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Tags: Christian | Militias | Iraq | Pope

Christian Militias Are Needed in Iraq

Edward Pentin By Thursday, 21 August 2014 11:20 AM Current | Bio | Archive

As police struggled to contain the looting in Ferguson this week, some store owners reportedly armed themselves to defend their property.
A few thousand miles away in Iraq, Christians are facing even greater violence and threats to life. Yet due to ineffectiveness on the part of the state and the international community, they are largely defenseless and at the mercy of marauding Islamists whose barbarism has shocked the world.
Many are beginning to now question why, when ordinary Americans can arm themselves against ragtag looters and rioters, Iraqi and Syrian Christians are not encouraged to use weapons to protect their families and property from significantly more brutal and arbitrary violence.
That anomaly is now even being raised in Rome diplomatic circles. One senior official, speaking to me on condition of anonymity, believes that if the Islamic State begins making serious inroads into Lebanon — a country that’s no stranger to sectarian armed groups — Christian militias will become an everyday reality.  
Small numbers of armed Christians are already established in Iraq and Syria. A group which calls itself "The Lions of the Canyon" reportedly has been protecting several Syrian villages while other Christian militias took up arms in Aleppo for the first time in 2012.
Evangelical pastor Michel Youssef, an advocate of armed Christian civilians in Iraq, recently told the website Act for America that the idea to form militias in Iraq was the “only way to protect our families and friends from attacks because we are tired of awaiting an action from the government which is preoccupied with politics and never looks after us.”
In the face of this, some are surprised there aren’t more civilian militias already. “The morality of stopping the Islamic State is a no-brainer,” said Kishore Jayabalan, Rome director of the Acton Institute for the Study of Religion and Liberty. “They clearly have a right to self-defense and no one would object to their exercising it when every other sectarian group in the region already does.”
Understandable reticence on the part of Church leaders to encourage the creation of such groups may have something to do with it. Pope Francis has advocated multilateral humanitarian intervention to protect civilians from “unjust aggressors” in Iraq, but he would never endorse any particular action and so remains purposely vague, arguing that such intervention does not require using bombs or “making war” but protection “by some means.”
Other senior Church officials have openly supported military intervention of some kind, but similarly stopped short of specifically endorsing U.S. air strikes or any particular action.
But lay Catholics in favor of militias see no inconsistency with Church teaching. “The right to defend oneself is a clear doctrine, it’s a fundamental human right, an inalienable right, and people lend the exercise of that right to the state,” said Benjamin Harnwell, founder of the Rome-based think tank, the Dignitatis Humanae Institute.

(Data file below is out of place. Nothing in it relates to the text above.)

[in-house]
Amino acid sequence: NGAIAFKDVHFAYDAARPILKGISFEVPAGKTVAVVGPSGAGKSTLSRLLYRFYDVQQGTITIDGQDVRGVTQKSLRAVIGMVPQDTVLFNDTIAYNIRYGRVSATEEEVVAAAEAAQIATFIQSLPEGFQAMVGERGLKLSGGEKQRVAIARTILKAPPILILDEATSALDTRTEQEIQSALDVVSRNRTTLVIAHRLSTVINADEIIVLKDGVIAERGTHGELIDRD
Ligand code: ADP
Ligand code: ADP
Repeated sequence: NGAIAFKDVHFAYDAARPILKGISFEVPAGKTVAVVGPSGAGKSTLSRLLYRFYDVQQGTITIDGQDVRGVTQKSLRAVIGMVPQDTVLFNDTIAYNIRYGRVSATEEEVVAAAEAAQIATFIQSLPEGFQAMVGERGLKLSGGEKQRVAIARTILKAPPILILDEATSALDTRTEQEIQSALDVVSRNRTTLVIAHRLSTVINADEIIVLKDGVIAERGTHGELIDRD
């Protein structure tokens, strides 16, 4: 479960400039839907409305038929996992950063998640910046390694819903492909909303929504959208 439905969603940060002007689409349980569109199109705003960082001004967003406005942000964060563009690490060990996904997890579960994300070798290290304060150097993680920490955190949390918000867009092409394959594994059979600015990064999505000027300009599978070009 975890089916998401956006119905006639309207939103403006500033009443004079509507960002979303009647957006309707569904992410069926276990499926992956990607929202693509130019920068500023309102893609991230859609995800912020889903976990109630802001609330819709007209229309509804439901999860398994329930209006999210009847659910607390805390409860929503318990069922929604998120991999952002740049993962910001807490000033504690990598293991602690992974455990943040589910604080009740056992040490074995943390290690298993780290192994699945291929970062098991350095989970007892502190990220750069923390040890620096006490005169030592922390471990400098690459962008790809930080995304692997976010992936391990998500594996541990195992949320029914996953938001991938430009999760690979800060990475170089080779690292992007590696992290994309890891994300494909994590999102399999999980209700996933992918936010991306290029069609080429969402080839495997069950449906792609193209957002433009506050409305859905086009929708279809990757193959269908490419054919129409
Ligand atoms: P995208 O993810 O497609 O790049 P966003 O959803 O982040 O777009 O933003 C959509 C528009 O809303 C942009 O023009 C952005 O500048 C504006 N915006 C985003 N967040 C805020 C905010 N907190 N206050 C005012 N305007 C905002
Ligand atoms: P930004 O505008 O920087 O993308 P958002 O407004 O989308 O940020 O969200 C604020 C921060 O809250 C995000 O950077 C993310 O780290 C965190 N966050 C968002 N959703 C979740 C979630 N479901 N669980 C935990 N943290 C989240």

“The first duty of the state is to protect the people — but if the state is unable to fulfil this, then the right to defend oneself reverts to the person because such a right cannot ever be taken from that person — and nor can it ever be given away — it cannot be ‘alienated.’ This is literally what we mean when we say the right to defend oneself is inalienable,” Harnwell added.
Opponents of militias fear prevalence of such groups would lead to an anarchical escalation of violence, play into the hands of the Islamists who want a fight, and bring back the specter of the crusades.
As recently as last month, Lebanese Maronite Patriarch Bechara Boutros Rai warned against non-state armies in Lebanon. Such militias, which played a major role in the country’s civil war, should be considered “illegitimate,” he said, as they would result in the return of the country to the “law of the jungle and an increase in crime.”
But proponents argue that Northern Iraq, where some U.S. weapons have fallen into the hands of ISIS, is different. “The fact that the state is unable to defend its citizens means there is already the law of jungle in operation — it’s the perfect example of lawlessness,” said Harnwell. “And preventing minorities who are being systematically wiped out from defending themselves will only work in favor of the aggressor.”
Jayabalan, who doesn’t expect nor want the Pope and prelates to explicitly advocate militias or other specific actions, believes laypeople should nevertheless just establish them themselves. “What authority can they appeal to? Western governments won’t act effectively because they fear being seen as sectarian.
“No one has yet given a good answer to the question why Christians shouldn’t act in self-defense,” he said. “There’s too much moral preening going on. When people are being beheaded and crucified and the state is unable to defend them, do we really have to wait for the United Nations?”
Edward Pentin began reporting on the Vatican as a correspondent with Vatican Radio in 2002. He has covered the Pope and the Holy See for a number of publications, including Newsweek and The Sunday Times. Read more reports from Edward Pentin — Click Here Now.

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As police struggled to contain the looting in Ferguson this week, some store owners reportedly armed themselves to defend their property. A few thousand miles away in Iraq, Christians are facing even greater violence and threats to life.
Christian, Militias, Iraq, Pope
Thursday, 21 August 2014 11:20 AM
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